Applegrove Community Complex
Our Impact Why We Exist
A non-profit multi-service community centre established in 1979, its high quality, innovative programs, are geared to the specific needs of its community. Applegrove's catchment area is from Jones to Woodbine Avenue, and from the Lake to the Railway tracks. It is a diverse community, both culturally and socio-economically. Many of our participants are newcomers who have limited financial resources with language barriers. Our community is made up of people who speak the following languages: Chinese, Punjabi, Urdu, English, Bengali, and Hindi. The neighborhood also includes a number of housing co-ops and Toronto Community Housing Corporation subsidized housing units. Applegrove provides services, free of charge or with affordable fees, that address some of the challenges experienced by families in our community. Services cover the age range, with programs for infants, children, teens, families and older adults.
Our Story What We Do
History of Organization
In the 1970's, the City of Toronto, Board of Education and local residents mobilized the neighbourhood and utilized community renewal grants to initiate services for families, children, youth and seniors. Applegrove was incorporated in 1979. In 1983, it became a City-funded community centre, one of the AOCC’s (Association Of City-funded Centres). Growth during the 80’s was followed by a major review and reorganization in 1988. Although provincial funding cutbacks in the 90’s reduced programming and staffing, starting in 1999, the agency focused on strategic growth and program expansions. In 2007, the agency sustained a serious setback in children’s programming after a prior partner withdrew, but sustained these programs and strengthened them. In 2009, Applegrove was designated an Elderly Persons Centre by the Ministry of Health and has expanded programming for older adults. Strategic planning processes in 2006 and 2009 have focussed program development, outreach and facility renewal efforts.
Accolades and Accomplishments
School readiness is better in our area than expected. We believe that these results show the positive outcomes of our integrated programs for families with young children. Helping Our Babies Grow starts them off with nutrition and support. Family resource programs are learning opportunities for children and their parents and caregivers. Over the Rainbow provides early intervention to children who are showing difficulties in their development or relationships.
Applegrove’s 2009 planning process found that the center’s core competencies included:
- Developing and managing a range of programs and events that welcome, support, and meet the needs of the neighbourhood as a whole and of the individuals within it, particularly families with young children, school age children, and teens.
- Recruiting, developing, retaining and valuing volunteers, staff and Board members.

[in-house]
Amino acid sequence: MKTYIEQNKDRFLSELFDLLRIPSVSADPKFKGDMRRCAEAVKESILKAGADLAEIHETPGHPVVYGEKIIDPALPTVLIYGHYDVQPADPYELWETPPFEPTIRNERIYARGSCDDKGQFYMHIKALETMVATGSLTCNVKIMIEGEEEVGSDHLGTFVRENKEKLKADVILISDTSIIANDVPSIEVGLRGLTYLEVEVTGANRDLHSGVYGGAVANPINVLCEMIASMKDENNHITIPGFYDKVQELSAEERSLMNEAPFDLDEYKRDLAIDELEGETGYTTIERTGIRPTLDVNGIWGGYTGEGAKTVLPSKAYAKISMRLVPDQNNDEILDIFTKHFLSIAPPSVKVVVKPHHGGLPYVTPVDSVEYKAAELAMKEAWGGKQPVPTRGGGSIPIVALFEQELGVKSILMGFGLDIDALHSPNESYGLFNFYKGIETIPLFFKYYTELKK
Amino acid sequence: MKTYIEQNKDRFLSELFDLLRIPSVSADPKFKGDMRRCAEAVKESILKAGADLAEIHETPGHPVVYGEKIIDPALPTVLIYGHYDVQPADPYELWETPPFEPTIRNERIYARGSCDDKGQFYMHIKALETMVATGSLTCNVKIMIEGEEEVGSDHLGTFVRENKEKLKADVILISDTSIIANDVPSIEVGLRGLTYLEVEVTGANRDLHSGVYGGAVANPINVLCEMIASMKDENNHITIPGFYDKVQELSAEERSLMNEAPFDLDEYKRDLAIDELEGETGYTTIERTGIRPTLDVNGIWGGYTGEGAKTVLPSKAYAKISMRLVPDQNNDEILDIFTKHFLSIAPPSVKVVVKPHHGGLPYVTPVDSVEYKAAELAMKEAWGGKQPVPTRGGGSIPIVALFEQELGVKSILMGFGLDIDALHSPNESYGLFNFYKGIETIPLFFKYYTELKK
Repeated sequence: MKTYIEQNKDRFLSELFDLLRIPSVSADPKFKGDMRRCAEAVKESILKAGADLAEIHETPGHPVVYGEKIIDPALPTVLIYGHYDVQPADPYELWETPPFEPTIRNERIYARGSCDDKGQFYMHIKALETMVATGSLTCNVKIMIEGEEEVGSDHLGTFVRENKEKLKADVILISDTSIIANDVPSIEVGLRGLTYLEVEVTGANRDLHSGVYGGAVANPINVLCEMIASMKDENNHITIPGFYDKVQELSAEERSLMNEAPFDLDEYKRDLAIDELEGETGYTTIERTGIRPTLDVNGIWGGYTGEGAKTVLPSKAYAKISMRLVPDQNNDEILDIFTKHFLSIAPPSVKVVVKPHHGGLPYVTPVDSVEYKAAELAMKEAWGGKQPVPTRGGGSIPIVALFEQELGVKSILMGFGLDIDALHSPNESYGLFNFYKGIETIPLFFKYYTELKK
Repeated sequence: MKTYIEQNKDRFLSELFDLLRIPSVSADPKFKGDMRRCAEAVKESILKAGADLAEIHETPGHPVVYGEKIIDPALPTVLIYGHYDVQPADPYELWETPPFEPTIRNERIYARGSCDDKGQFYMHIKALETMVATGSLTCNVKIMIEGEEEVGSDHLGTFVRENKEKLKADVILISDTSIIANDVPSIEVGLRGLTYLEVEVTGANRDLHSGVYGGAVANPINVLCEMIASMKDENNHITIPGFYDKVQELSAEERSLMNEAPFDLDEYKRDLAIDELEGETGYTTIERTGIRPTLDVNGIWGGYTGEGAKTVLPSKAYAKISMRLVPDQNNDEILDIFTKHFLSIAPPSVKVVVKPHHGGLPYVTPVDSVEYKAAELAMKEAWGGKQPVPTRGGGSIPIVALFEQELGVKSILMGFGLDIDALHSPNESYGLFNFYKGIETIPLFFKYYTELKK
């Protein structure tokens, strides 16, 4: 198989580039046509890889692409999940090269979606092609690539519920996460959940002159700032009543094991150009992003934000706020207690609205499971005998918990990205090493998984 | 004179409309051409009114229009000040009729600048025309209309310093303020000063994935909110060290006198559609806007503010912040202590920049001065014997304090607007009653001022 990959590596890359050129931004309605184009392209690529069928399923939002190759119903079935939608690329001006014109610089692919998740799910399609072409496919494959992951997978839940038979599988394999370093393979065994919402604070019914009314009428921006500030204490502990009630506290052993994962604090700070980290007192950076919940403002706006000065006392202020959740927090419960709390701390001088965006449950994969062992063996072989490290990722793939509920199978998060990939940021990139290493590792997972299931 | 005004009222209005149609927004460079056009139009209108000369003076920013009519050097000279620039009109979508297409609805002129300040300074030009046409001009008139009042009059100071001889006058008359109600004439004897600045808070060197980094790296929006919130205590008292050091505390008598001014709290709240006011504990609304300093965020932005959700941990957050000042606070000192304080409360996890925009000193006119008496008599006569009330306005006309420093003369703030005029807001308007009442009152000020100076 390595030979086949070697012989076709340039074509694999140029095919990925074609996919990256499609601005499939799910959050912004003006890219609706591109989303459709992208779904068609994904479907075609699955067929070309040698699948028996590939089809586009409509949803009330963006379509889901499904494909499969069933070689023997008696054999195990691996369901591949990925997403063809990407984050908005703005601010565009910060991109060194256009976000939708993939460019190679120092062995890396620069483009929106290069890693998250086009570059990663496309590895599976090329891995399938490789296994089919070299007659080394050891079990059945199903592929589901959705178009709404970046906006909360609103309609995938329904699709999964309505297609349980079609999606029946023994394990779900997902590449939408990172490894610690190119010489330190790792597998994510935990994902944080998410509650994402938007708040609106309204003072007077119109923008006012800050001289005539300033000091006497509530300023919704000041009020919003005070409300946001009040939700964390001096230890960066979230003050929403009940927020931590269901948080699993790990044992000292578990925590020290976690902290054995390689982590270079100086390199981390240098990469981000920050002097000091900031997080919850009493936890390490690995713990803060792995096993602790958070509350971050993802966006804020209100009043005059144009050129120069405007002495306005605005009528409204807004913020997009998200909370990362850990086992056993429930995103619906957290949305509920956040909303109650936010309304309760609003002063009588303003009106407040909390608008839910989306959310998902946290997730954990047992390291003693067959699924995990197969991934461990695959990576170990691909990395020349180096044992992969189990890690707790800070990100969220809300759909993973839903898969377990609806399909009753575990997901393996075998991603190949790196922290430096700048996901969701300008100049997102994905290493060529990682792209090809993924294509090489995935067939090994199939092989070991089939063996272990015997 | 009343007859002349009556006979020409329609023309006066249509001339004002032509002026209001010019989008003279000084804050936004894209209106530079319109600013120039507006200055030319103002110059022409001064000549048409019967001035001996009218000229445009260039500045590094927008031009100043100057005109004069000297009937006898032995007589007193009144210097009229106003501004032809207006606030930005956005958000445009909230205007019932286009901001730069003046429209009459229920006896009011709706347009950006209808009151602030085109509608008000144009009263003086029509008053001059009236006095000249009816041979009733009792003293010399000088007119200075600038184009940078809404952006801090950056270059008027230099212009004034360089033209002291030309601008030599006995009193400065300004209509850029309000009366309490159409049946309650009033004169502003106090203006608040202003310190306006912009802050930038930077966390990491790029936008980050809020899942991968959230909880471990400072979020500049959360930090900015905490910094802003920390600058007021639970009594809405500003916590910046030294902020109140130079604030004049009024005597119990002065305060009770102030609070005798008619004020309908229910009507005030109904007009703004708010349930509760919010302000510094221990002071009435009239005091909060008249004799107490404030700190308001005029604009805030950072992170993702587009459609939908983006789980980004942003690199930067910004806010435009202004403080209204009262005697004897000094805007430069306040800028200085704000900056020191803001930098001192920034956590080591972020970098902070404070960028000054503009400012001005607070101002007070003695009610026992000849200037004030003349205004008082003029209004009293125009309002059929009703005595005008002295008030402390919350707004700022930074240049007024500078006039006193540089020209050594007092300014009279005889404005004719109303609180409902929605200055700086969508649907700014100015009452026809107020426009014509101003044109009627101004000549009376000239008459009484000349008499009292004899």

- Understanding, supporting and working with the community to reduce isolation, meet needs, build connections and engage individuals, all of which contribute to a healthy neighbourhood.
Applegrove’s Executive Director, Susan Fletcher, has been invited to work with Toronto District School Board and provincial government groups on issues related to community use of schools.
Our Programs How We Do It
- 2 Family Support Programs: drop-in programs in 2 locations for parents or care-givers and their children up to age 6. The Applegrove Parent/Child Drop-in is at our main location, and The Edgewood Connection is located in the Parish Hall of Corpus Christi Catholic Church at 1810 Queen Street East.
- Helping Our Babies Grow: prenatal nutrition, information and support, continuing until babies are 6 months old.
- Over the Rainbow: therapeutic play intervention for children 3-5 plus parent group.
- After-school programs for 6-12 year olds.
- The Applegrove Summer Adventure day camp for school-age children.
- The Summer Leadership Adventure for young teens.
- Evening activities for teens.
- Older Adults Clubs and activities for seniors weekday afternoons.
- Seasonal income tax clinic.
- Community development, including special events such as our Applicious Fall Festival, supporting new services, and participating in coalitions.
The Edgewood Connection
This free family resource program supports children’s development in the crucial early years, creates connections between families, and nurtures a sense of community. 2 days weekly, the staff plans age-appropriate activities for 30 to 35 children from infants to age 6, provides snacks for the children, and a listening ear and coffee for the their parents and caregivers.
Within the program,
- puzzles help children’s brains develop,
- singing songs and reading stories help literacy and language,
- playing with other children helps them share, take turns and make friends,
- crafts and painting help children express emotions,
- the sand table and riding toys help develop motor skills.
Meanwhile the staff,
- welcome and support adults,
- refer them to other resources, and
- help them feel part of the community.
From a participant survey:
“Excellent community spirit; respectful environment. Wide, wonderful array of [children’s] resources. Support for me as an adult, helps me support the child.”
“Preparing them to go to school, socialize with peers, learned educational, physical, mental and social interaction. Helped [my child’s] developmental stage, skills in listening, reading, participating, communicating and socializing, learned to explore and discover enhanced his knowledge.”
“I have learned a lot about parenting from staff, parents and guest speakers. My children [had previously had] a difficult time making new friends. The drop-in staff has encouraged their social skills and praised accomplishments.”